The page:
LULAC sues Houston over lack of Latino representation on the City Council

Suzanne Gamboa

NBC News

Dec 5, 2022

The nation’s oldest Latino civil rights organization accused the city of Houston in a federal lawsuit of denying Latinos fair representation by allowing voters citywide to elect five council members.

The lawsuit filed Monday by the League of United Latin American Citizens alleges the use of at-large districts — where all voters across the city can vote for the candidates, instead of voters within a specific district — violates the Voting Rights Act. Elections in the city are deeply, racially polarized and Latinos' voting strength is diluted through the at-large election process, the lawsuit states.

"Houston's the only major city in Texas where five council members are elected at large and in essence, disenfranchising the Latino community," Domingo Garcia, LULAC president, said in a phone interview. "All the other major cities, Austin, El Paso, Fort Worth, Dallas, have all single member districts and have Latino representation that's reflective of their diversity. Houston only has one Latino on City Council."

The city has elected only two Hispanics through its at-large districts in its history, LULAC said in its lawsuit, filed in U.S. District Court in the Southern District of Texas in Houston.

Houston is 44.5% Latino. It is Texas’ most populous city and the nation’s fourth most populous. The council controls a $5.7 billion budget, LULAC noted.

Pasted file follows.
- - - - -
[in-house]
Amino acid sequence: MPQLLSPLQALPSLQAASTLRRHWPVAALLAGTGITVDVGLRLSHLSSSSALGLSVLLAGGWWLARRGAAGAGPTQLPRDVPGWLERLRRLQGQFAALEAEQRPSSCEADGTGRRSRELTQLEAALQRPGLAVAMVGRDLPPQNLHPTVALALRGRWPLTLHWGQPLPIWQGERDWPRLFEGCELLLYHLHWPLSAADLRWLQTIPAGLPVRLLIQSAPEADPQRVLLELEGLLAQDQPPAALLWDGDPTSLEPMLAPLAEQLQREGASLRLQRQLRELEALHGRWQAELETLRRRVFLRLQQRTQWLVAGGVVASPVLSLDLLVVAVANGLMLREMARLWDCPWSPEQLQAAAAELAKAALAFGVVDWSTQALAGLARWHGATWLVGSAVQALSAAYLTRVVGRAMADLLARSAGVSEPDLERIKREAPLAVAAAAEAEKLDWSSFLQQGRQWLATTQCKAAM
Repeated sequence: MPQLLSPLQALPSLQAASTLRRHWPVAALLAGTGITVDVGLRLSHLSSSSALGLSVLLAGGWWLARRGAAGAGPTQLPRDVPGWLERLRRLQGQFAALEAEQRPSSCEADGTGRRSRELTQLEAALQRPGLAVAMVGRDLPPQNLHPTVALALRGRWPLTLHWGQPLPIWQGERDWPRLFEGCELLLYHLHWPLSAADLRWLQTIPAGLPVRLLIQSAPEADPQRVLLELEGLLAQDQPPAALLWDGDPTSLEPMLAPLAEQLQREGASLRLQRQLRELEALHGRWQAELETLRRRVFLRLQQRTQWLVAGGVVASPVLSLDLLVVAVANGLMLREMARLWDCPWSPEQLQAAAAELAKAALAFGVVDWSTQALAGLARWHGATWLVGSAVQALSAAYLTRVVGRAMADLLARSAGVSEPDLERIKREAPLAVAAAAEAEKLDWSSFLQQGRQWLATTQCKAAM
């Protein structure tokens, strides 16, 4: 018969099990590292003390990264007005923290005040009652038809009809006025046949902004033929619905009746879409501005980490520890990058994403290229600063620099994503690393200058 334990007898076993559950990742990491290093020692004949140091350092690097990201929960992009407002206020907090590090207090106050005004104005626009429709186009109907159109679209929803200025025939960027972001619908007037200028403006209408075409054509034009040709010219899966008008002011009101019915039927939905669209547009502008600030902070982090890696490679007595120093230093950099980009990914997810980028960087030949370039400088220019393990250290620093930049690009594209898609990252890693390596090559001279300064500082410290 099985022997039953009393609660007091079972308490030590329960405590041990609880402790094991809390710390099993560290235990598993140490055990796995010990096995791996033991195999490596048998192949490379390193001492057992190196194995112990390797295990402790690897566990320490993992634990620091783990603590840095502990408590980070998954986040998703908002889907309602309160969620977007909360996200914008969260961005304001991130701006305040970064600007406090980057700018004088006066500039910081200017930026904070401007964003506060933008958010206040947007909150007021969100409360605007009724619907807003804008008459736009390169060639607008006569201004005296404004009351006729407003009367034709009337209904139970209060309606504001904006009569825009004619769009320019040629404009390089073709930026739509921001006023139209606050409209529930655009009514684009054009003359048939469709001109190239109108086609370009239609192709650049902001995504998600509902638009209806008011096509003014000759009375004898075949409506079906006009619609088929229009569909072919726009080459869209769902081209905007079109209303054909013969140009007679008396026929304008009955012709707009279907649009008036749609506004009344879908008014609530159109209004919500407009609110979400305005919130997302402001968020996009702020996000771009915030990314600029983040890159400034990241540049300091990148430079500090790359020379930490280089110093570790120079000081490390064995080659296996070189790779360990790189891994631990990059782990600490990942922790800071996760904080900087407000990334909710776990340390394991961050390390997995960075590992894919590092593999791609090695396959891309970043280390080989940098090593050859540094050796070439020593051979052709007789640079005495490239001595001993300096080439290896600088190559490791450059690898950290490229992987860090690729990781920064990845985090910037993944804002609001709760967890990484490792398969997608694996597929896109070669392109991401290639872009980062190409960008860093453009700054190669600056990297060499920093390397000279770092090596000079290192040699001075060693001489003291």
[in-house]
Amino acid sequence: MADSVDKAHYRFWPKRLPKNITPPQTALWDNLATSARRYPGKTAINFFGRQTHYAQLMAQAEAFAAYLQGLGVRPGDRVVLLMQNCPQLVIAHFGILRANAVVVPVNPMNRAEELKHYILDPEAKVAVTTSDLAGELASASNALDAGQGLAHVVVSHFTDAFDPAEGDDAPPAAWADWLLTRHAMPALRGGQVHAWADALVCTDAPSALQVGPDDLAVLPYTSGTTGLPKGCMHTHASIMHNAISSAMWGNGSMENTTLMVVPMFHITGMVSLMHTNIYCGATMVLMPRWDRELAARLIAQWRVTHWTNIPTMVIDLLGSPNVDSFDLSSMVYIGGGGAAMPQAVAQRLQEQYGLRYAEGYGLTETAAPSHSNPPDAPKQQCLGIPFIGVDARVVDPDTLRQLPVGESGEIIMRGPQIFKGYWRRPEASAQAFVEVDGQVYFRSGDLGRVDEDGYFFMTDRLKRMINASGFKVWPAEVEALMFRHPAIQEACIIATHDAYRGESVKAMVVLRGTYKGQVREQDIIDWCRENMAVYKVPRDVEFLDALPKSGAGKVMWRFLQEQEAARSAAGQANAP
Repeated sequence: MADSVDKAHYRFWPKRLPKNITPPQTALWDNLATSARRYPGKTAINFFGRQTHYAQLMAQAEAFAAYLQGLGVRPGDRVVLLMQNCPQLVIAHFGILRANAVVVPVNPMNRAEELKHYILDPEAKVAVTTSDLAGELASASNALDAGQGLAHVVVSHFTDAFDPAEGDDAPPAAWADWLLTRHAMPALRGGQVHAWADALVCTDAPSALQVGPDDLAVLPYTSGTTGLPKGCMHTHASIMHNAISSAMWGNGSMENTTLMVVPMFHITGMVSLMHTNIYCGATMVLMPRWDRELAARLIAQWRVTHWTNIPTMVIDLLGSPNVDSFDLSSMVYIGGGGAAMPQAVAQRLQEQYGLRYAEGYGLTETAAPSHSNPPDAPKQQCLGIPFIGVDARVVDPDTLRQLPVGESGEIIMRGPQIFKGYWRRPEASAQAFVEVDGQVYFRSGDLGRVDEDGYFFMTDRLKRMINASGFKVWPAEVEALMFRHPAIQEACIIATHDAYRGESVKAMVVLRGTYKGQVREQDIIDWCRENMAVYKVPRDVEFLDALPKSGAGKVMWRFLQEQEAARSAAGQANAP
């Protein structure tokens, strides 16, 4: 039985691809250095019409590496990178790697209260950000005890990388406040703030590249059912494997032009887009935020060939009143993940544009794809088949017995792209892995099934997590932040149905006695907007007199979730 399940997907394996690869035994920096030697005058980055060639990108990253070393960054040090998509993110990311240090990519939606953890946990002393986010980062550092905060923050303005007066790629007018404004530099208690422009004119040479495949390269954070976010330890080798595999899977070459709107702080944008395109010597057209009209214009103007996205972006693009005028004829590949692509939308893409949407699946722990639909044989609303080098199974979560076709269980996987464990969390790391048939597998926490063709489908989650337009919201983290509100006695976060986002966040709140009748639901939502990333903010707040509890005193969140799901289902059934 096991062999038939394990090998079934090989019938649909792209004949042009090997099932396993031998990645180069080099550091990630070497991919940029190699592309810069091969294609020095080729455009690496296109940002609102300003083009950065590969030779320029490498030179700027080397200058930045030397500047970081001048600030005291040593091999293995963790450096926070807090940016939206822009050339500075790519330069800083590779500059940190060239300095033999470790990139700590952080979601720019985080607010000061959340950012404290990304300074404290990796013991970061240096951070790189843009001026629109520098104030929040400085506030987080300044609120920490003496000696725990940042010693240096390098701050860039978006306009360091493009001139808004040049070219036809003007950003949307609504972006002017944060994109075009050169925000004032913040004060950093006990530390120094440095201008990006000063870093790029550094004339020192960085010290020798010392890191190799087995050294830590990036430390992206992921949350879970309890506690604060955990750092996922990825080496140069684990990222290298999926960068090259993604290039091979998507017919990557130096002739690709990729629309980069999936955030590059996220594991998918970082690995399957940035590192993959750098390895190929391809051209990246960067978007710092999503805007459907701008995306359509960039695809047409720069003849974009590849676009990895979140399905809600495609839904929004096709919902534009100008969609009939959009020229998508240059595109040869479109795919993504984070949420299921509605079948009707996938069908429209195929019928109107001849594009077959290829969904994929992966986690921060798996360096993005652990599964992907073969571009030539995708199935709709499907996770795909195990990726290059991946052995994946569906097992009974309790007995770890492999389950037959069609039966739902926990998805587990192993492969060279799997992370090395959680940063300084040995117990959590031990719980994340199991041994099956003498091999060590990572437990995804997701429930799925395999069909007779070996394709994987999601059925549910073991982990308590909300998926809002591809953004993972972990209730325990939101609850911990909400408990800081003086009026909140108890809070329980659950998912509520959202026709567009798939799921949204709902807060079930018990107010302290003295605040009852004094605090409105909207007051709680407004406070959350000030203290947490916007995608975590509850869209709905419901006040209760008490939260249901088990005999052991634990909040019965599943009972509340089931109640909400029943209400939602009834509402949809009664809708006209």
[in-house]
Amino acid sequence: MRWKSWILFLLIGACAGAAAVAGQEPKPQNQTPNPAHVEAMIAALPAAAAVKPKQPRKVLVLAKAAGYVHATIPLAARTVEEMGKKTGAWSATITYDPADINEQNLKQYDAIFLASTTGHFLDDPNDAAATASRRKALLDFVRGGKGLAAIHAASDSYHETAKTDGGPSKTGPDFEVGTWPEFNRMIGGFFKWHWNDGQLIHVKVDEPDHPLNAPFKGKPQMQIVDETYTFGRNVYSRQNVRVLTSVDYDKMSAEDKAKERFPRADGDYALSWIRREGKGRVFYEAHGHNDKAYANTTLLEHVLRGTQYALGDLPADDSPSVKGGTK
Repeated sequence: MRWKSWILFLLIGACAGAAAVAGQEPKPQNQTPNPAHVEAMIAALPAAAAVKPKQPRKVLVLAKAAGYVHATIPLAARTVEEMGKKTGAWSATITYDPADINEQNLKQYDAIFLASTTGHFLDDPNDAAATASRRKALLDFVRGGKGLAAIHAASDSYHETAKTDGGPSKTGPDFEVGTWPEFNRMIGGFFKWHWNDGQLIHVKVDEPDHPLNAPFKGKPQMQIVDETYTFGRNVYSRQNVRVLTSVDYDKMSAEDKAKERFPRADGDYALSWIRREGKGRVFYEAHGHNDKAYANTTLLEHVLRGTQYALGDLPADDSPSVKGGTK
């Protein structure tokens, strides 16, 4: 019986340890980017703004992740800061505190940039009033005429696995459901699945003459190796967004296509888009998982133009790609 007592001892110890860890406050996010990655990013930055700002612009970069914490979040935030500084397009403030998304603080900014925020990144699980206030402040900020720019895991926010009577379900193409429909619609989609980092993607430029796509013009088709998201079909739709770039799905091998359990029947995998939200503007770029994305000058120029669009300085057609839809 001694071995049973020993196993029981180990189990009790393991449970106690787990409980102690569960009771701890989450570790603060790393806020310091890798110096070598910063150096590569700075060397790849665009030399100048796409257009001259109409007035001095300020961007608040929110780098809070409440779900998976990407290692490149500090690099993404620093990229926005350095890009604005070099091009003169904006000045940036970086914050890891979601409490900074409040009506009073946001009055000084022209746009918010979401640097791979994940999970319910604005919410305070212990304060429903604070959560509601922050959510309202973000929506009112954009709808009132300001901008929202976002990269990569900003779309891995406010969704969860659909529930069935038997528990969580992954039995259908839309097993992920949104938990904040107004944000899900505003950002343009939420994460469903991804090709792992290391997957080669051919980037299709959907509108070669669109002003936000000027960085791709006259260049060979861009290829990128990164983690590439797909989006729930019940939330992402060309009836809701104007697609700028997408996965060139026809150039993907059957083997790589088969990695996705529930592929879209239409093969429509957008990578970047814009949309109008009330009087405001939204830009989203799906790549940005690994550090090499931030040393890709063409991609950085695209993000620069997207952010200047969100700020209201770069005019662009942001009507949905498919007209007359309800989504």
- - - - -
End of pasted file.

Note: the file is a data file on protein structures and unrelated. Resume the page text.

Houston officials did not immediately respond to a request for comment on the lawsuit.

The suit was filed on behalf of four registered voters from Houston — Cristina Acosta, Ivan Castillo, Anthony Rios and Ivan Sanchez — and also lists LULAC as a plaintiff.

The lawsuit notes that in 1979, Houston’s City Council went from almost all white male to a more diverse body after voters elected the first two women and first Mexican American to the council and tripled the number of Black council members.

Since then, only 11 Latinos have been elected or appointed to a single member district and only two have been elected to an at-large district, according to the LULAC lawsuit.

The lawsuit also challenges new boundaries drawn for single-member districts in the city's redistricting process.

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